Class Notes (809,569)
United States (313,690)
Psychology (312)
PSY 101 (146)

Biological Foundations of Behavior.docx

19 Pages
Unlock Document

University at Buffalo
PSY 101
Professor Berg

Biological Foundations of Behavior Thursday, February 6, 2014 12:51 PM Heredity and Behavior • Distinguish forces in nature (heredity) vs. nurture (environment) • Researchers face different challenges observing environmental vs. biological forces that shape behavior • How and which behaviors are passed from generation? Evolution and Natural Selection • Charles Darwin o Took 5-yr survey of South American coast o Wrote On the Origin of Species • Offspring tended to be highly similar to birth places • Suggested an explanation- called it natural selection- for variety of species observed during survey • Proposed a mechanism to support the theory of evolution o Adaptiveness to environment constrains set of species that are successful in reproduction o Theory of evolution by process of natural selection • Members from each species emerge from a common set of ancestors • Organisms surviving to reproduce will see their traits become more numerous in the population • Considered the course of evolution as survival of the fittest… • Survival of the fittest o Species?...species member? Both! o Those that possess the psycho-physiological attributes best adapt to environment are likely to survive; they have a selective advantage o How should "success" be defined in evolutionary terms? o How should we go about predicting which species will exist in the future? • 2 major adaptations in human evolution: o Bipedalism (ability to walk upright); emerged about 6million years ago o Encephalization (increased brain size); our brain (Homo sapiens) roughly 3X size of early ancestor (Australopithecus africanus) • Intelligent bipeds afforded the opportunity to reproduce) • Genotype o Individually inherited from genetic structure of birth parents o Thousands of these make up the threadlike chromosomes present in a cell o Responsible for production of proteins that regulate expression of traits • Phenotype o Observable characteristics of interaction between genotype and environment (e.g. hair color) o Individual expression of traits (some influenced by more than one gene) o Large (almost infinite) # of possible combinations Variation in the Human Genotype • Genetics o Study of heredity and reproduction o DNA (deoxyribonucleic acid) is found in the nucleus of each of you cells; composed of genes that act as the biological unit of heredity o Chromosomes (46 total, 23 from each parent) are composed of thousands of genes; unique combination •One chromosome from each parent is devoted to carrying the genetic code for development of male or female characteristics •Sex chromosomes are inherited as: o One X chromosome from you mom and one X or one Y chromosome from you dad o Outcome XX= female, XY= male •For many gene types there are different forms known as alleles •Phenotype determined by inherited versions • Presence of dominant and/or recessive alleles determine trait expression •Full set of gene expressions constitutes the genome of an organism •Some easily observable examples of 2 phenotypic versions present in human population: o Bent pinky- dominant version of gene causes distal segment of pinky finger to bend distinctly inward toward ring finger •Researchers interested in learning about the relationship between inheritance and behavior study human behavior genetics o Search for casual links as they evaluate genetic components of behavior and traits o Measure heritability, the relative extent to which patterns of behavior are influenced by genetics vs. environment •Measure heritability •In order to investigate heritability, researchers employ a couple of different methods: o Adoption studies o Twin studies •Adoption studies: o Aim to compare the similarity between behavior and traits of adopted child with that of birth parents vs. adoptive family • Similarity between adopted child and birth parents- genetic influence • Similarity between adopted child and adoptive parents- environmental influence •Twin studies: o Compare similarity of behavior between monozygotic twins (MZ, identical twins) and dizygotic twins (DZ, fraternal twins) o MZ's share 100% identical genetic material; DZ's share 50% of same genes o MZ's and DZ's share similar environment The Neuron •Cells that perform specialized functions to receive, process, and transmit info. With other intrabody cells are called neurons •Neurons may differ in functionality, size, and shape, but all have same structural components •100billion neurons in a human brain •General function: Receive nerve impulses on one end (dendrites), release communicators to stimulate other neurons at opposite end (terminal buttons) •Dendrites pass info to soma (containing nucleus and cytoplasm) where signals integrate •The soma transmits integrated into along a neural fiber- the axon- that allows nerve impulses to pass •The axon passes nerve impulses toward the opposite end (away from dendrites); terminal buttons allow stimulation of nearby glands, muscles, and other neurons • • 3 major classes of neurons: o Sensory neurons • Carry nerve impulses away from sense receptors toward the nervous system o Motor neurons • Carry nerve impulses away from the nervous system toward muscles and glands o Interneurons • Relay nerve impulses between neurons (mostly found in the central nervous system) • Glial cells o Surround neurons to hold them in place o Facilitate transmission of nerve impulses o Manage removal of corrupted neurons o Protect brain from foreign substances (blood-brain barrier) o Produce insulating cover for some axons called a myelin sheath • Figure: Pain withdrawal reflex • Brain receives info AFTER finger has already been moved away from pin Action Potentials • Nerve impulses transmit info by means of electrochemical signals • Signals may be excitatory or inhibitory input to the receiving neuron • Excitatory input increases the likelihood of an action potential (release of electrochemical signals due to neuron activation), while inhibitory input decreases likelihood that neuron fires • Resting potential o In a resting state o Capable of producing an action potential • If a neuron receives enough excitatory input to reach threshold, then the neuron will fire • Threshold met = action potential • Threshold not met = no action potential • Action potentials are all-or-none; an action potential either occurs or it does not o No partial action potentials o No difference in magnitude; they are uniform (i.e. like a set of firecrackers) • Shown: Membrane potential over time • After an action potential has passed through a segment of the axon, that segment enters a refractory period (2 parts) o Absolute- no other action potential may pass o Relative- an action potential may pass, but needs enough activation to first get back to baseline Synaptic Transmission •Neurons do not touch at site of transmission; they communicate across a gap call the synapse •Occurrence of action potential ignites firing of neuron; when a neuron fires and communicates across the synapse (with another neuron) it is said to have accomplished synaptic transmission •Synaptic transmission has been initiated when neurotransmitters (neuron stimulators) are moved toward a terminal button •Neurotransmitters are carried by synaptic vesicles that attach to the presynaptic membrane of the firing neuron •Synaptic transmission occurs when neurotransmitters attach to receptor molecules in the postsynaptic membrane of the receiving neuron •Neurotransmitters will bind if… o …there is not already something bound to that receptor (i.e. car into a parking space) o …chemistry of neurotransmitter and receptor matches (i.e. key into a lock) • Once transmission has completed, neurotransmitter is released back into synapse (where it is either decomposed by enzymes or reabsorbed by the sending neuron) Neurotransmitters and Their Functions • Acetylcholine o Involved in muscle contraction, learning, and memory o Low levels of acetylcholine linked to memory loss and Alzheimer's disease • GABA o Highly concentrated in the brain o Inhibits neural activity o Low levels of GABA linked to anxiety and depression • Glutamate o Highly concentrated in the brain o Excited neural activity o Low levels of glutamate linked to poor learning ability, non-commensurate emotional responses, and memory failure • Dopamine o Helps control voluntary movement, affects sleep, mood, attention, and learning o High levels of dopamine linked to some psychological disorders (e.g. schizophrenia) o Low levels of dopamine linked to Parkinson's disease • Norepinephrine o Stress stimulates release of norepinephrine o Inhibits firing of neurons in central nervous system, by excites heart and digestive functions o Low levels of norepinephrine linked to mood disorders and experience of depression; high levels linked to agitation • Endorphins o Stimulate firing of neurons; depress nervous system activity o Manipulations of endorphin activity in brain is associated with pain and pleasure (high enorphins, low pain) o Linked to expressions of emotional behavior (e.g. fear, tension, euphoria) • Serotonin o All production of serotonin occurs within the brain stem, an area responsible for regulation of arousal states; however, pathways exist throughout much of the brain o Abnormally high and low levels of serotonin linked to mood disorders o LSD suppresses release of serotonin o Low levels associated with depression o Antidepressants (Selective Serotonin Reuptake inhibitors (SSRI)) serve to increase levels in system by blo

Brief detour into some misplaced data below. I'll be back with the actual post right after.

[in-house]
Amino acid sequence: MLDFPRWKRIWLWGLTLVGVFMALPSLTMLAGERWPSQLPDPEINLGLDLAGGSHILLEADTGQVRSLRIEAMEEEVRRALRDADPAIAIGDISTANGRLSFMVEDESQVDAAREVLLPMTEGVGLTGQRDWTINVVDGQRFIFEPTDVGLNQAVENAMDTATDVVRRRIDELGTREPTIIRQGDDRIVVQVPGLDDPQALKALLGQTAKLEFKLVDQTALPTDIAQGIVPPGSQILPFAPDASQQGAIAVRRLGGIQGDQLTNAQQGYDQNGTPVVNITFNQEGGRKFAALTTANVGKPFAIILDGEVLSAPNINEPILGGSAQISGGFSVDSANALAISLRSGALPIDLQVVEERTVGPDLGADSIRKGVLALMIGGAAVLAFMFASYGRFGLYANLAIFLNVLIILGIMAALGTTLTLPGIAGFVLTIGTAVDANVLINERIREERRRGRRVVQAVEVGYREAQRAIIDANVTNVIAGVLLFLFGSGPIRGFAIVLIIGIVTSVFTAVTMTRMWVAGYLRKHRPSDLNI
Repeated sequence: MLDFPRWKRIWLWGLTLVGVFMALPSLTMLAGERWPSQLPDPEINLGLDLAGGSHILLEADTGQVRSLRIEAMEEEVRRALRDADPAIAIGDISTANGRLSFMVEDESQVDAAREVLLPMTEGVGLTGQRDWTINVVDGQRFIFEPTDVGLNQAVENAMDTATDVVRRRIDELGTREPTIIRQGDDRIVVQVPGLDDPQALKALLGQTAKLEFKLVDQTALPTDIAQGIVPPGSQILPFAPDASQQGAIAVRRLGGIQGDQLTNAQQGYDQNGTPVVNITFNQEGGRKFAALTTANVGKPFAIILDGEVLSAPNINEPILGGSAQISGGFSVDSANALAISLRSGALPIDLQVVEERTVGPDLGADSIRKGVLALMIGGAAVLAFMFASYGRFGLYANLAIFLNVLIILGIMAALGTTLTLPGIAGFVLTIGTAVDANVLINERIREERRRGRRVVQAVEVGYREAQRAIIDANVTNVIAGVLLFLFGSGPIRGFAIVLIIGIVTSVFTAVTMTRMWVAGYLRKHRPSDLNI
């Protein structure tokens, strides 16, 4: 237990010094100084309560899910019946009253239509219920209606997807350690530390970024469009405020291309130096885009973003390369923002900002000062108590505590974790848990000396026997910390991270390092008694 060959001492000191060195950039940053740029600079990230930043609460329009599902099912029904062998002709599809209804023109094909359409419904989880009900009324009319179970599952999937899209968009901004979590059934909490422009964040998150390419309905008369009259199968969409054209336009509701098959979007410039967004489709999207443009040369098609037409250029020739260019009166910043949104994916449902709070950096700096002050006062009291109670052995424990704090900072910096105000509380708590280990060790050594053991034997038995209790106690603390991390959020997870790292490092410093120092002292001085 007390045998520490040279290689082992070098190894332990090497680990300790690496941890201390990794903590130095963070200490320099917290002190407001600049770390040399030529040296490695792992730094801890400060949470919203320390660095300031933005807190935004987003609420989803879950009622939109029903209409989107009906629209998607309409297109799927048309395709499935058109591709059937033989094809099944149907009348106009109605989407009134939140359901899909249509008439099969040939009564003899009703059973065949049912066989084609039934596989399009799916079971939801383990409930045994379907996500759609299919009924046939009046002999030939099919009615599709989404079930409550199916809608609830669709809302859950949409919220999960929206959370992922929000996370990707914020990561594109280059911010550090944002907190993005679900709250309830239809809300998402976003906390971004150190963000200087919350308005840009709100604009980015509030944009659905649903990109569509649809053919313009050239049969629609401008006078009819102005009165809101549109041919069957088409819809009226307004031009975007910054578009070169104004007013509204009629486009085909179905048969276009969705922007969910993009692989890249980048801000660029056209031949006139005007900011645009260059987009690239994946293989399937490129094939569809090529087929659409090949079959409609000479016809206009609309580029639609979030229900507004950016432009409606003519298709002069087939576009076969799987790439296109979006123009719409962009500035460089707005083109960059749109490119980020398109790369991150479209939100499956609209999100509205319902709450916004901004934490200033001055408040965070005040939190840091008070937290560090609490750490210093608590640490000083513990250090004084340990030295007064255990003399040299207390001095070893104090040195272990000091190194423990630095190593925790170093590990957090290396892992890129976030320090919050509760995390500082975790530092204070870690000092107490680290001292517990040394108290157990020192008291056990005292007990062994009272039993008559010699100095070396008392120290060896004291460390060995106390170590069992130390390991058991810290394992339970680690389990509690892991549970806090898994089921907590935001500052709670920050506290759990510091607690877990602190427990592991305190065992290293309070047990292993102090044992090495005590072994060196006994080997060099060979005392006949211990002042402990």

More Less

Related notes for PSY 101

Log In


Don't have an account?

Join OneClass

Access over 10 million pages of study
documents for 1.3 million courses.

Sign up

Join to view


By registering, I agree to the Terms and Privacy Policies
Already have an account?
Just a few more details

So we can recommend you notes for your school.

Reset Password

Please enter below the email address you registered with and we will send you a link to reset your password.

Add your courses

Get notes from the top students in your class.